In honor of Gandhi’s 144th birthday
In November of 1935, Margaret Sanger arrived in India. She had long hoped to make a trip to India to speak about birth control, but ill health and intervening circumstances had prevented it. Edith How-Martyn’s trip in the winter of 1933-1934 paved the way for Sanger. Importantly, both women recognized that support for birth control would have to come from within India; two Western women could not alone overcome oppositions based on religion, caste, and gender, regardless of the skyrocketing population. Sanger issued a statement prior to her trip saying that her goal would be “above all…to convince the great Indian people that between the practice of birth control and their highest conception of ethics and religion there is no inconsistency whatever.” When it came to convincing Mohandas Gandhi of this, Sanger struggled.
One of the most intriguing aspects of Sanger’s trip is the notable figures that she met and conversed with — Mohandas Gandhi, of course, and also Rabindranath Tagore, Jawaharlal Nehru, and the Maharaja and Maharani of Baroda. Previously, this blog featured excerpts from Sanger’s journal entry about visiting Gandhi. The entry only hints at a complex story that extends both before and beyond the two-day meeting.
On her journey, Sanger read Gandhi’s autobiography. In the journal entry which mentions her choice of reading material, she comments that “his attitude today on Sex & his grief & shame about his fathers death are all tied up as a Source [of] his present attitude that ‘Sex is sin’.” Gandhi had left his dying father’s bedside to have sex with his wife, and while he was gone, indulging his desire, his father passed away.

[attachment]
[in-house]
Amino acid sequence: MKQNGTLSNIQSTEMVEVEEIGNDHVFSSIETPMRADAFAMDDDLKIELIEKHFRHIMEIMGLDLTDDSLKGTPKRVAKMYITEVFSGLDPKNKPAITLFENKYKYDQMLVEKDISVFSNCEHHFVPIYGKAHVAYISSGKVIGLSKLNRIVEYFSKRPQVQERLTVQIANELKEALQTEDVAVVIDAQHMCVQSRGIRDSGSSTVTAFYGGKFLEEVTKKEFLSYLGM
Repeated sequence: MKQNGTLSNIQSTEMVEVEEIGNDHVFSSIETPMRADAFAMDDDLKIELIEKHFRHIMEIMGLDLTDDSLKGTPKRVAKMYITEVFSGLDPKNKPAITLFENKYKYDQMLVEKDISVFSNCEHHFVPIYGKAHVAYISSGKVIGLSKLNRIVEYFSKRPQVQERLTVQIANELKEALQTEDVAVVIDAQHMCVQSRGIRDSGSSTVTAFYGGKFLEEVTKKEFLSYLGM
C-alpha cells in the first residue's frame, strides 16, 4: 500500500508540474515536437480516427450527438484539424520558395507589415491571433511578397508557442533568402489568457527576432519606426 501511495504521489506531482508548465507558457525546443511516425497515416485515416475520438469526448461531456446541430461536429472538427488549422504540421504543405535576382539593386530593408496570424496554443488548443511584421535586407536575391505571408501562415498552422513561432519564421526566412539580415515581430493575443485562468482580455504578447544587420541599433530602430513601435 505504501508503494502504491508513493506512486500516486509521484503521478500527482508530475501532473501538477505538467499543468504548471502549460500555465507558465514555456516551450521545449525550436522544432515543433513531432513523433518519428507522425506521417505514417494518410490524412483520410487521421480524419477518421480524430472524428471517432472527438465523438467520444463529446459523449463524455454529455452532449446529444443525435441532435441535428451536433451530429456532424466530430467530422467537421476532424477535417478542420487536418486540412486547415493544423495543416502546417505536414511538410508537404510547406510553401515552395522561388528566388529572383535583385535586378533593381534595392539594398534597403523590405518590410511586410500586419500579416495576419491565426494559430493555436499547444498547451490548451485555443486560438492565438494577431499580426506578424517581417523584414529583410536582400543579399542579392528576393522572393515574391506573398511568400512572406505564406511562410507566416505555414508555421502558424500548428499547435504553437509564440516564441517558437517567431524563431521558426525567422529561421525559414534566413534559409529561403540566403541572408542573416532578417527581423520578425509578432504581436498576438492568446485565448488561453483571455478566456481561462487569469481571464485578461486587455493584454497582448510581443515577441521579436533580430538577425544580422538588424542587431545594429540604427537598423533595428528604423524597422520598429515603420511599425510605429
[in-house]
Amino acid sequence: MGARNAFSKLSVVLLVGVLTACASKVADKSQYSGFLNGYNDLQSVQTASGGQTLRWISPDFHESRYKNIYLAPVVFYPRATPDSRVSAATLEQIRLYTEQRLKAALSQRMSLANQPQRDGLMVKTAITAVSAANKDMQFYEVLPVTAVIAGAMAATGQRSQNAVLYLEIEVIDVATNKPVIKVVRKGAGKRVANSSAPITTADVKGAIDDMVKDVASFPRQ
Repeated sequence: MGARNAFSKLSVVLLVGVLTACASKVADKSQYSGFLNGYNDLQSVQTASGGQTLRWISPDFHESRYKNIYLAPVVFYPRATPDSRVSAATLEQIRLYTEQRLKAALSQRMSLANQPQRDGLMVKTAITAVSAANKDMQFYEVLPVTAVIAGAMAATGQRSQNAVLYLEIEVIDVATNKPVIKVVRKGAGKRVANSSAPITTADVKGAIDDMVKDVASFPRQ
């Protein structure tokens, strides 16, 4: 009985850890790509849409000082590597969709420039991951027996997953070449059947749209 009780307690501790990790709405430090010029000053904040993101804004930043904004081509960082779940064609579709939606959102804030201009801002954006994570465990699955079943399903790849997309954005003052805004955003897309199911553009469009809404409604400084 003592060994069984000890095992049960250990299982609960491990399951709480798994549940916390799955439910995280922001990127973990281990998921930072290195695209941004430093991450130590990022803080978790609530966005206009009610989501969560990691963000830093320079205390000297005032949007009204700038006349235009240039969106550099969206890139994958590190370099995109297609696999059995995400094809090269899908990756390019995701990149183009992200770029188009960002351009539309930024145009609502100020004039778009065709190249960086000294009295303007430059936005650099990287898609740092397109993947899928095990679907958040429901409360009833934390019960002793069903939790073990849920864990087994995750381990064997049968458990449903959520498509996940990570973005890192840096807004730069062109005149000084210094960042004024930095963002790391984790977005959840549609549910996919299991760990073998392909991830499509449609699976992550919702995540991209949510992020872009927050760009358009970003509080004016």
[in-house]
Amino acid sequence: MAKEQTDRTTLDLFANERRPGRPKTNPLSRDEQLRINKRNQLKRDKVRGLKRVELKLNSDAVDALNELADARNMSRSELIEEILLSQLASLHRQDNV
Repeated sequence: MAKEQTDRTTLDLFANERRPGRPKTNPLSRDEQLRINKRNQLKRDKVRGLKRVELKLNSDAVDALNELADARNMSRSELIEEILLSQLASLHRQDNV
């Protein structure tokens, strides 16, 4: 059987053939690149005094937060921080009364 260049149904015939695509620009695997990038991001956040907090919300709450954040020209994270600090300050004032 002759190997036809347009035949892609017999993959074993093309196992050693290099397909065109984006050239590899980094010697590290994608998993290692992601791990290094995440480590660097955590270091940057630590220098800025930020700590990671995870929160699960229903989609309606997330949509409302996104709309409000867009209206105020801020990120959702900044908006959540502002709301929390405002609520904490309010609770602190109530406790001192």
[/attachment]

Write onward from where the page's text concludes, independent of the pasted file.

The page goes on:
Sanger arrived at Wardha on Monday, Gandhi’s weekly day of silence, so they arranged to speak on Tuesday. Sanger felt confident about her prospects: “so numerous were Gandhi’s adherents, so deep his influence, that I was sure his endorsement of birth control would be of tremendous value if I could convince him how necessary it was for Indian women,” she wrote.
This confidence quickly disappeared, however. In her Autobiography, Sanger recalled thinking she had convinced Gandhi only to find that “the stone wall of religion or emotion or experience” was in the way and she could not change his mind. “Personally, after listening to him for a while, I did not believe he had the faintest glimmering of the inner workings of a woman’s heart or mind,” she said. Gandhi agreed with Sanger that smaller families would be beneficial for women and for India, but thought that total abstinence after having the desired number of children was the only option.